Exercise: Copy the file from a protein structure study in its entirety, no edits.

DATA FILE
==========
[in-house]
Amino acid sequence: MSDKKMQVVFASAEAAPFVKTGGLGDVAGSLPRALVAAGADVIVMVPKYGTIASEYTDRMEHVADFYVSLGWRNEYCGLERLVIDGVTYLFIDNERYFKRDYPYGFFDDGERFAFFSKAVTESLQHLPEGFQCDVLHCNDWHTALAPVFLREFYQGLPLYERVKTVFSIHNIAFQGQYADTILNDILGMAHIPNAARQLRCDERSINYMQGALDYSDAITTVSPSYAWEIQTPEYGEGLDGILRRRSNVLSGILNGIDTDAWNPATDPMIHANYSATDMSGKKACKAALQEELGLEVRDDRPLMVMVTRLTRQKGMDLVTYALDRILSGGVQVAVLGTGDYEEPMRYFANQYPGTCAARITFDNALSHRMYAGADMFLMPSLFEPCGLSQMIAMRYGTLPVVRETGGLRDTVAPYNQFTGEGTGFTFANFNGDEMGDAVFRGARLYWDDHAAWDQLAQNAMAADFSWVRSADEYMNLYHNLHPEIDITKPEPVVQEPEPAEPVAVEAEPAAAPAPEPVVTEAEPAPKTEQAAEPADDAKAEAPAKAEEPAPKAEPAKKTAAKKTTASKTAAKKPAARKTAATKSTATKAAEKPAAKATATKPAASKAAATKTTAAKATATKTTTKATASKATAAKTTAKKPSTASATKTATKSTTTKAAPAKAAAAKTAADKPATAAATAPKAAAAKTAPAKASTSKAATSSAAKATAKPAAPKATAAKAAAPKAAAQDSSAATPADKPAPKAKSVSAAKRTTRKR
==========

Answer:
[in-house]
Amino acid sequence: MSDKKMQVVFASAEAAPFVKTGGLGDVAGSLPRALVAAGADVIVMVPKYGTIASEYTDRMEHVADFYVSLGWRNEYCGLERLVIDGVTYLFIDNERYFKRDYPYGFFDDGERFAFFSKAVTESLQHLPEGFQCDVLHCNDWHTALAPVFLREFYQGLPLYERVKTVFSIHNIAFQGQYADTILNDILGMAHIPNAARQLRCDERSINYMQGALDYSDAITTVSPSYAWEIQTPEYGEGLDGILRRRSNVLSGILNGIDTDAWNPATDPMIHANYSATDMSGKKACKAALQEELGLEVRDDRPLMVMVTRLTRQKGMDLVTYALDRILSGGVQVAVLGTGDYEEPMRYFANQYPGTCAARITFDNALSHRMYAGADMFLMPSLFEPCGLSQMIAMRYGTLPVVRETGGLRDTVAPYNQFTGEGTGFTFANFNGDEMGDAVFRGARLYWDDHAAWDQLAQNAMAADFSWVRSADEYMNLYHNLHPEIDITKPEPVVQEPEPAEPVAVEAEPAAAPAPEPVVTEAEPAPKTEQAAEPADDAKAEAPAKAEEPAPKAEPAKKTAAKKTTASKTAAKKPAARKTAATKSTATKAAEKPAAKATATKPAASKAAATKTTAAKATATKTTTKATASKATAAKTTAKKPSTASATKTATKSTTTKAAPAKAAAAKTAADKPATAAATAPKAAAAKTAPAKASTSKAATSSAAKATAKPAAPKATAAKAAAPKAAAQDSSAATPADKPAPKAKSVSAAKRTTRKR